Elizabeth Troutman Adams
As an urban farmer with limited space and modest yields, the first signs of insect infiltration or nibbles from a larger pest are cause for alarm. Even with preventative steps, such as companion planting, beetles, aphids and other critters are capable of wreaking havoc on your garden.
Home-improvement stores offer gardeners aisles filled with pesticide sprays, powders and traps as “fail-proof solutions” for deterring or eliminating the culprits. Unfortunately, most pesticides include toxic and harsh chemicals, which will ruin the natural and organic status of your garden. If remaining toxin-free and organic is a priority, these products aren’t for you. As an added incentive for staying chemical-free, many toxic sprays disrupt the natural, living ecosystem of your garden, which relies on a number of good bugs to replenish the soil and keep bad bugs in check. Sprays and bug powders are indiscriminate, so both kinds of bugs are affected.
A quick, cheap and natural way to deter pests without severe chemicals is as close as your pantry spice rack. Deterring rather than eliminating the pests, homemade pepper spray is a less-invasive way to manage insect damage. To make your spray, add a couple tablespoons of ground cayenne pepper, a couple tablespoons of crushed red pepper and a dot of natural dish soap to a quart jar. You can also add discarded hot-pepper seeds, though you should use caution when mixing and wear rubber gloves. If you want to be really mean to the pests (and have a strong stomach) smash up a couple cloves of garlic and add to the mix. Seal the jar tightly—for your own good!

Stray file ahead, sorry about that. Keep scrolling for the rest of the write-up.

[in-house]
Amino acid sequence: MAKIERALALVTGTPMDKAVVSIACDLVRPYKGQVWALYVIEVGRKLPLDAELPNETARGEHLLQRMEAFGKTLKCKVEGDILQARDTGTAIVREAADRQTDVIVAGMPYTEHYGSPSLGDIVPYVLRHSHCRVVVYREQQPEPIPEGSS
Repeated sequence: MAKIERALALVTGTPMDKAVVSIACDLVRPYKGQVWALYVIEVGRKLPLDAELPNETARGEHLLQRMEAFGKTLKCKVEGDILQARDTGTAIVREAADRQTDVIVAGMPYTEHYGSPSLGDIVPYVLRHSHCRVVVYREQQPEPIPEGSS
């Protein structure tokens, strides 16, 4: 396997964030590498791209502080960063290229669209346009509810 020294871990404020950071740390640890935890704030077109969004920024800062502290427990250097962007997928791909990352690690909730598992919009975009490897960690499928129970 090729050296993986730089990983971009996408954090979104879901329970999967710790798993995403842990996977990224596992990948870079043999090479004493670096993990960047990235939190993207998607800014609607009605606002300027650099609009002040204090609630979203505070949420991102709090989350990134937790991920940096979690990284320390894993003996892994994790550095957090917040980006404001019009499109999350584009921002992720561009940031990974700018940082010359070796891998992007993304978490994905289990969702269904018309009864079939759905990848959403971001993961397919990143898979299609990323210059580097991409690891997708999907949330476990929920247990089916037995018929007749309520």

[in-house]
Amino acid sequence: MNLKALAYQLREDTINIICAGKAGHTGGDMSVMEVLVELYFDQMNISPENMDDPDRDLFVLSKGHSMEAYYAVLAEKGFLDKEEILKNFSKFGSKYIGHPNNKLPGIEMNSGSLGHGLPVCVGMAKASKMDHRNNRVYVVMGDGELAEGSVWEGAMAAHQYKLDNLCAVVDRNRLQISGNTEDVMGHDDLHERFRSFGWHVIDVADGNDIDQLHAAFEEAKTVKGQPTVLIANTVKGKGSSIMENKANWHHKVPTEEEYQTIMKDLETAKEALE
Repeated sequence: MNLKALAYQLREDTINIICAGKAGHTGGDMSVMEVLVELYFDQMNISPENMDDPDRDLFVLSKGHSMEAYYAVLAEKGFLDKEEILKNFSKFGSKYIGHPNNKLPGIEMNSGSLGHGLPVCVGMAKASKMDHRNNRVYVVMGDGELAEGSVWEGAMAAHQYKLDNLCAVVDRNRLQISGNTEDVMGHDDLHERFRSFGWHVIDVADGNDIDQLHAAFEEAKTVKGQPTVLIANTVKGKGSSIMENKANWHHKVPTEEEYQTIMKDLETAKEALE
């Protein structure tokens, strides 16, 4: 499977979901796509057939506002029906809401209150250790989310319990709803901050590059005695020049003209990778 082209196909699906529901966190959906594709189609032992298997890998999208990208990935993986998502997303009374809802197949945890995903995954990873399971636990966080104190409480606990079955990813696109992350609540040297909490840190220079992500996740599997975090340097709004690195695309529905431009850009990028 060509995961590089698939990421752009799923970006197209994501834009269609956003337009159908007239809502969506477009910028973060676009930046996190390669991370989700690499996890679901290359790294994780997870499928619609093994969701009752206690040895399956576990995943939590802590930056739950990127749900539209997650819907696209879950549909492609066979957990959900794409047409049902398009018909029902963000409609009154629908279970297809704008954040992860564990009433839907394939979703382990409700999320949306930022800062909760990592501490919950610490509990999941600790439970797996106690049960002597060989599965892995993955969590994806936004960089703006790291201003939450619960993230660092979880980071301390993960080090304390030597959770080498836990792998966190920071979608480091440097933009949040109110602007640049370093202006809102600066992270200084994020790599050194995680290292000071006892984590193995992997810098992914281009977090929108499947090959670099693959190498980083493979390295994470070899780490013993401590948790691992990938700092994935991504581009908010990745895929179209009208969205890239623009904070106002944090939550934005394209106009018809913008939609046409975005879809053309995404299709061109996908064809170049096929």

Let this mixture rest at room temperature for at least one day, then strain through a fine sieve or cheesecloth; the mixture will smell quite intense. Use a funnel to pour the mixture into an old, clean spray bottle. Spray the mixture liberally on the leaves of problematic plants every one to two days, sparing the plants that have not shown any damage. Remember, careful monitoring and proper irrigation and weeding should be incorporated in your gardening practices to reduce insect damage.
About the Author: Elizabeth Troutman Adams is a public-relations specialist and freelance writer based in the Bluegrass region of Kentucky. In addition to gardening, cooking and homesteading, she loves riding horses, practicing yoga, and spending time with her French bulldog Linus and husband Shawn.